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Apropos your cover story Rape Happens (Jan 14), according to figures compiled by some agencies, every hour two women are raped in India. It’s a cultural disease. During riots, Muslim women have been raped in Gujarat, Sikh women in Delhi. Rape of Dalit women is commonplace in our villages. Even nuns have been raped in some parts of the country. I wonder then why the rape and murder of one girl in Delhi, brutal and egregious as it was, has become a major issue. Why has the middle class suddenly woken up to what has been common in India for such a long time? I think rape will decline only if we cultivate a culture that celebrates womanhood and also justice and righteousness.
J.N. Manokaran, Chennai
The brave girl who ultimately died after being gangraped and brutalised on a bus in Delhi will inspire us all in the fight to bring justice to all women who face harassment, molestation and worse.
Sanjay Ranade, Pune
It might be said that the behaviour of the men who raped and tortured the paramedic and beat up her friend who tried his best to protect her was abnormally bestial and hence a rare aberration. But what difference will that make to the suffering of the victim, her friend, their families? Nothing about the perpetrators or their social circumstances should be seen as an attenuating factor. It isn’t about class. The only way to bring down crime against women is to ensure that police do not delay registration of cases, that the cases are tried in special fast-track courts which conclude cases within three months, and that the punishment for rape is death.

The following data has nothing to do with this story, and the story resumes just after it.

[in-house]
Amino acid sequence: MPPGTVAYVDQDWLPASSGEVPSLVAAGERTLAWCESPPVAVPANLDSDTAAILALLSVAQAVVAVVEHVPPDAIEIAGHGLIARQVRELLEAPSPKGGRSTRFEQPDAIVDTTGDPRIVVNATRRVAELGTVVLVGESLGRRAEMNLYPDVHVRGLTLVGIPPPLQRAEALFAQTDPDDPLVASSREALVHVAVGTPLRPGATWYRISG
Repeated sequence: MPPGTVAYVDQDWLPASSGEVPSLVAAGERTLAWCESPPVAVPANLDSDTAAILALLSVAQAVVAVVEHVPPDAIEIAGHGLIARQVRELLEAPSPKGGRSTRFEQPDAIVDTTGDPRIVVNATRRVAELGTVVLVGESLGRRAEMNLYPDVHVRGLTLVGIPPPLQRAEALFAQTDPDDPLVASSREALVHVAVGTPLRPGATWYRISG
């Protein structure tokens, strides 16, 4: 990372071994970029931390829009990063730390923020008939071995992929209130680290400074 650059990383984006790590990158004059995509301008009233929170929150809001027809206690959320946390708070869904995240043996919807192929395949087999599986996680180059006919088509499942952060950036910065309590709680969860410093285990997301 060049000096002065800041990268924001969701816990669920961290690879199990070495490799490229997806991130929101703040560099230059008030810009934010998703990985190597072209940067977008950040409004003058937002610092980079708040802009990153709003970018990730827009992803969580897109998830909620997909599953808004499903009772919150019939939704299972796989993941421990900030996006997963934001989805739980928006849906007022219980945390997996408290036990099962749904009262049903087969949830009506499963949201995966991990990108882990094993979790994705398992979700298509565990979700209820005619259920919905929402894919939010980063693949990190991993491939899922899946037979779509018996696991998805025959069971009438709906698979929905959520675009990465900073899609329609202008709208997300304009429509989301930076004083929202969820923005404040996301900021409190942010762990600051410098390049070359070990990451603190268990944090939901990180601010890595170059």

Dr G.P. Tiwari, on e-mail
The only long-term solution to bringing down instances of rape in India is to change our attitudes to women and sensitise people to human sexual behaviour and gender issues through education.
Dr Karan Thakur, Delhi
This well-written article unfortunately does not touch upon the social factors that allow men to adopt a casual, indifferent attitude to rape. Political parties have to take up this issue and make changes in the penal code to effect stringent punishment of rapists.
Sanjiv Pandey, Delhi